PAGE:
## How can software be "probably" correct?

Software theoreticians have always been uncomfortable applying the probabilistic idea of reliability to programs. Perhaps this is because one of the attractive aspects of programming is the precise, deterministic nature of the beast. There is no doubt what a program does, and all of it directly results from human decisions made by the programmer. For any particular input, a program either works or it doesn't work, so what is the justification for assigning a probability to this situation? A shift in viewpoint is required to understand the basis of software reliability.

### The software minefield

An analogy may be helpful. Picture a large field where landmines are tested. Over the years, many mines have been laid in the field, without any apparent plan, and forgotten. Now a person comes upon the field, knowing only that there may be live mines somewhere, and wishes to assess the chances of safely walking on the ground. The only sensible way to do this is to sample the terrain. The person might throw rocks onto a number of locations. If there are no explosions, is it likely to be safe? It is possible to quantify both the degree of safety, and a confidence in its estimate, in terms of the number of probes made. (For details, look at the definitions and equations .) The more that is known about how the person intends to walk, the better the probes can be.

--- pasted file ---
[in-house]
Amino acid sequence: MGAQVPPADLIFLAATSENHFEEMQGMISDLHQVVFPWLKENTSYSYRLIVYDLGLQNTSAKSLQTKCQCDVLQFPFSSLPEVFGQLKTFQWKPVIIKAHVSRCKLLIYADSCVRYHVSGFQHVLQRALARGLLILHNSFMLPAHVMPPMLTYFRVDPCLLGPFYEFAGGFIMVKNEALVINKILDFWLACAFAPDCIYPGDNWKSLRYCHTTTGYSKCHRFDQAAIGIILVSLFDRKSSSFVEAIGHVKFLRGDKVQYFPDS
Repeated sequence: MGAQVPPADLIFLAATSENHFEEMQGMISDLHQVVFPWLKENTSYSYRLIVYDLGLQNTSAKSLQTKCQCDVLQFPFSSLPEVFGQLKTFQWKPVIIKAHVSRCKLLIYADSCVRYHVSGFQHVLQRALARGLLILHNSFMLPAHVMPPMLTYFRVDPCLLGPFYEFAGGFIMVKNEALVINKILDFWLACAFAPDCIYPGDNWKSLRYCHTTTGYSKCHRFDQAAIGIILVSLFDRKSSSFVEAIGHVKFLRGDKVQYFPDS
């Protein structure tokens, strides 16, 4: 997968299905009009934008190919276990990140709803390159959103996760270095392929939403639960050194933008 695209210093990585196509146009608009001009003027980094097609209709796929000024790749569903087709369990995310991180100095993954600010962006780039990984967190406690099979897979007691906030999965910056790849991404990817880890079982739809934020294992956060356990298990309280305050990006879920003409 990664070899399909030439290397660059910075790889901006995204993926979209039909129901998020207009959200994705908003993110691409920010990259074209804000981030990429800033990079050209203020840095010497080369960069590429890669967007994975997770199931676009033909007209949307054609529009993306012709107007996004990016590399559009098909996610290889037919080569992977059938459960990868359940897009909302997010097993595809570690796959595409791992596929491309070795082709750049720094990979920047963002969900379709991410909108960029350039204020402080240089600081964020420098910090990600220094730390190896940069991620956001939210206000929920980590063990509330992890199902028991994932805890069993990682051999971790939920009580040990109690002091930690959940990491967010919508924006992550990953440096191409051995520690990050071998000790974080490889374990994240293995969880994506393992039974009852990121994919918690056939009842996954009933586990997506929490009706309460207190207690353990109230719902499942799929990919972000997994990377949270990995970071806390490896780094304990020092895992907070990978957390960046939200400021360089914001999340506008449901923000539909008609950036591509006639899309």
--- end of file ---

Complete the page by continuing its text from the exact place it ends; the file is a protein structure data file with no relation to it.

The analogy is clear: the minefield is the input space of a program, and the mines are the inputs that will result in program failures. The rocks thrown are software tests, and no explosions corresponds to no test failures. The "probable incorrectness" of the field is the probability that a rock thrown at random will set off an explosion. The whole thing is perfectly determined in advance, yet assessing the situation with a statistical model seems the only possibility. In the analogy, knowledge about the path to be walked corresponds to the operational profile of expected program usage. When the path is known, it is obviously better to throw all of the rocks along that path. For the program, the "probable incorrectness" is technically the failure probability for an input chosen at random according to the operational profile -- that is, chosen in a way representative of expected usage.

Of course the apparent statistical properties of minefields (and by analogy, programs) depend on how the mines are distributed and how the samples are taken. There are obviously pathological cases in which the statistical approach is unwise. For example, if the mines are actually concentrated in a small region, and the rocks are thrown in a uniform pattern too sparse to find this region, yet the path to be walked crosses this region, all bets are off.